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Initiative aims to boost access to information in Jordan

By Laila Azzeh - Oct 10,2016 - Last updated at Oct 10,2016

AMMAN – Access to information is a right, not a luxury, which improves transparency, supports efficient public administration and helps combat corruption, experts agreed on Monday. 

In Jordan, the Access to Information Law aims to facilitate the public’s access to official documents, granting access to almost all types of information except those classified as “secret”, as per legislation on protecting state documents and secrets.

While the law was drafted in 2007, it is “still inactive”.

“After about 10 years of going into effect, the law is still not applied the way it should be. It is a controversial law, but serious efforts should be exerted to enforce it,” said Centre for Defending Freedom of Journalists (CDFJ) President Nidal Mansour.

To this effect, the centre on Monday launched Iref (know) initiative to enhance transparency and boost the right to access information.  

The CDFJ, in partnership with USAID’s rule of law project and with USAID funding, will work with ministries, public administrations and departments to develop the procedures necessary to facilitate access to information.

“The [CDFJ] has also been working with the King Abdullah II Centre for Excellence to include this right among the criteria for the King Abdullah II Award for Excellence in Government Performance and Transparency,” said Mansour during a ceremony to launch the initiative.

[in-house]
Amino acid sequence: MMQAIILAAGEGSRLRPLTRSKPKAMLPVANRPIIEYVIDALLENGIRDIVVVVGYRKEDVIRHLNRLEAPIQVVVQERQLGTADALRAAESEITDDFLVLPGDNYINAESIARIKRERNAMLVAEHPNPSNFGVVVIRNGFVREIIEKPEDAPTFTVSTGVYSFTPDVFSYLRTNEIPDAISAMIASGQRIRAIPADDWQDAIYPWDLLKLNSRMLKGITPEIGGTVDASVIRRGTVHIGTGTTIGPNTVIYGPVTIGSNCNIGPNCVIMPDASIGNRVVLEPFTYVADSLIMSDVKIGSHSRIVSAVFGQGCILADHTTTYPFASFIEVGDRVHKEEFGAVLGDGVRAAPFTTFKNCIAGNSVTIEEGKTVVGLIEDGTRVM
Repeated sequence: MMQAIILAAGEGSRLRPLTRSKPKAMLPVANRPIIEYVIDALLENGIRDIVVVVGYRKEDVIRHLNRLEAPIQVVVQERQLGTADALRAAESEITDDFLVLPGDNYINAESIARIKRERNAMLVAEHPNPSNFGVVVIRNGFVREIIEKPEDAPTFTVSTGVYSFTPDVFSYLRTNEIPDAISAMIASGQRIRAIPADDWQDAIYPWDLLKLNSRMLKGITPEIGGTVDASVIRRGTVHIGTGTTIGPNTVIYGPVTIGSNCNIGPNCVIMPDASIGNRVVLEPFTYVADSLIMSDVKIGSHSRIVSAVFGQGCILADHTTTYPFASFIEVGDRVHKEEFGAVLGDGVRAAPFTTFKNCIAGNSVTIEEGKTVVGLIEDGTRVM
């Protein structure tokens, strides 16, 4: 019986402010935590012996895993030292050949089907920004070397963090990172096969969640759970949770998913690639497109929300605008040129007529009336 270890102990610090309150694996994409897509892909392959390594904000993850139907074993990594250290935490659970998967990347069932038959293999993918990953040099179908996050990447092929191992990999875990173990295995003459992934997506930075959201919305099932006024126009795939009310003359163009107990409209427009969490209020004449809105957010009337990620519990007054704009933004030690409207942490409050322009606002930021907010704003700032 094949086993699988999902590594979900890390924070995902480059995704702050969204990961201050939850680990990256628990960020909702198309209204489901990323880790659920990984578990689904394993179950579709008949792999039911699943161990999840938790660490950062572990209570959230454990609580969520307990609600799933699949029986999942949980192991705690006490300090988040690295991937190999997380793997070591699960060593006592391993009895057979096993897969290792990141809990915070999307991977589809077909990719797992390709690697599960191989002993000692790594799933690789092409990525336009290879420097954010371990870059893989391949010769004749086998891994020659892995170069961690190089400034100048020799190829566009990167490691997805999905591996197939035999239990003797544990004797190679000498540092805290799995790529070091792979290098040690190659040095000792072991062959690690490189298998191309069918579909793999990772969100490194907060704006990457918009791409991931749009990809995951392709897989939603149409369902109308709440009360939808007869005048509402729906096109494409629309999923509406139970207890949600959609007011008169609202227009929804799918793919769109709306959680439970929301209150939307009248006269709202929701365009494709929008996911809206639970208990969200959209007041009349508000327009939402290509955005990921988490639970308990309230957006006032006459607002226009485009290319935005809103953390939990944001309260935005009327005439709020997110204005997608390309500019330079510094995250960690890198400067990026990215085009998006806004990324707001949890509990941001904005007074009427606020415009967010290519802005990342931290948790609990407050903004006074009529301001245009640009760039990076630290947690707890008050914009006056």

The three-year project seeks to help draw the best practices necessary to provide information to visitors of public departments, and to help institutionalise mechanisms of classifying documents.

The project also aims to develop the use of technology as a platform for the voluntary disclosure of information. 

Following the endorsement of the law, the Information Council was created to serve as a specialised body to oversee the implementation of the law. 

Several amendments were introduced to the law that shortened the period during which public agencies must respond to a request seeking information from 30 to 15 days. 

“While the government said that circulars were sent to all public agencies and ministries to ensure they have the necessary forms for those seeking to use the law to acquire information, they remained shelved in most institutions and staff members are still unaware of the mechanisms of the law,” the CDFJ president said. 

While stressing the importance of the law, Amman Mayor Aqel Biltaji underlined the need to verify the reasons behind accessing information. 

Culture Minister Nabih Shuqum, who also serves as the Information Council commissioner, deemed Iref an “innovative” project, adding that the council has done a “great job” in responding to complaints related to access to information. 

Speaking on behalf of Minister of State for Media Affairs and Communications Mohammad Momani, Faisal Shboul, the director general of the Jordan News Agency, Petra, voiced hope that the initiative would ensure better transparency amidst what he described as “the era of rumours” spread by social media websites. 

“We hope that Iref would boost media ethics through facilitating access to information for media people,” he said. 

Sean Osner, the director of the USAID’s Democracy, Rights and Governance Office, noted that Jordan realised early the importance of access to information as a key pillar of human rights and good governance. 

 

“Jordan was the first Arab country to enact an access to information law,” he said, stressing the USAID’s commitment to supporting Iref as a pioneering scheme towards better transparency. 

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